Winter Craft Market moves to Penn Stater, gives residents the chance to ‘buy local’

People browse the various vendors during the Winter Craft Market Saturday, Dec. 2, 2017 at the Penn Stater.
People browse the various vendors during the Winter Craft Market Saturday, Dec. 2, 2017 at the Penn Stater. psheehan@centredaily.com

Saturday brought the opportunity for local residents to purchase some unique, handmade gifts for the holiday season as the 42nd annual Winter Craft Market came to the Penn Stater Hotel and Conference Center.

After being shortened from two days to one, the 2017 gathering of central Pennsylvania artisans moved from the Mount Nittany Middle School to the Penn Stater to provide some growing space for the popular event.

“We grew out of the middle school,” Winter Craft Market Director Heidi Urbanski said, “and I felt it was my job to elevate to a more comfortable space that better fit our needs.”

The show featured a total of 68 vendors, she said, which was the same as last year but featured some new artists as well. The feedback on the new space was good, she added, saying that vendors and guests reported the Penn Stater was more spacious and inviting.

Pam Bartl, of Chambersburg, said she’s been part of the show for at least 10 years, and described the new space as “quite delightful.” Bartl works as the master weaver for Jesamie Handwovens and offers tailored cotton clothing “in sizes from petite to plus.”

“This business is incredibly physical,” she said, “so being able to stay here at the hotel, you need the rest and that makes it easier.”

Having the market in two separate rooms was also a plus, she said, which allowed for a good flow of customers and good sales. Moving her products in — and the anticipated move out — was also very easy thanks to the “tremendous amount of help” by the hotel.

“I think this is a good place to grow the show, and to have more master artisans from the guild,” she said.

First-time market vendor Kim Helder, of Chambersburg, said she felt the show was going well by the afternoon, as she reported good sales compared to other shows she’s attended.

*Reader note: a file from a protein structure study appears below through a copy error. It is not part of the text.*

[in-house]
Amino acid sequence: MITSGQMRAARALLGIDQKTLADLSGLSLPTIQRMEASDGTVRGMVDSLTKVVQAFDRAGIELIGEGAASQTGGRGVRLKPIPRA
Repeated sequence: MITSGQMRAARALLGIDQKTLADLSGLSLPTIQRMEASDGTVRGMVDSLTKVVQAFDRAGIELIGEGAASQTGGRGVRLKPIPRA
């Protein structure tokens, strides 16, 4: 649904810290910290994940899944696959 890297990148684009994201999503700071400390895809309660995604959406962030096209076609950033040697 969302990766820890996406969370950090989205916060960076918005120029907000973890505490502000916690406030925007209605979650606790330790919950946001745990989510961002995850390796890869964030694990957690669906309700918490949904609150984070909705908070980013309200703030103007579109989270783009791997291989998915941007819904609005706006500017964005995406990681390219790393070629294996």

Helder, of Helder Designs, said she produces silver and copper jewelry — along with some printmaking — part time as she teaches art at Carlisle Christian Academy. She said she was accepted into the guild this year and described her first market as “a good show.”

“I think this time of year really helps the area,” she said, saying the hotel was a nice environment and that the other artists are very supportive of each other.

“The other vendors asked if they can help,” she said. “They’re very cordial. You don’t always get that vibe at other festivals.”

Kierstin Muroski, of State College, said she’s been coming to the winter market for about five years and said she always felt rushed when the event was hosted at the middle school. She joked that maybe it was the carpeting now that slowed the pace.

“I don’t feel like I’m going to miss any booths,” she said. “It feels like its spread out more and you have more time to see each booth.”

Muroski said she uses the market to find Christmas gifts each year, but also has developed connections with the artists themselves. Several artists have invited her to their studios, she said, creating a personal feel and a desire to buy local.

Buying local and shopping for handmade products was also one of Urbanski’s goals, she said, as the market gives shoppers a chance to skip the “big box stores.”

“I think that has become more important to people,” she said. “They’ve become more mindful of where they’re shopping and where they’re getting their stuff.”

Jeremy Hartley: 814-231-4616, @JJHartleyNews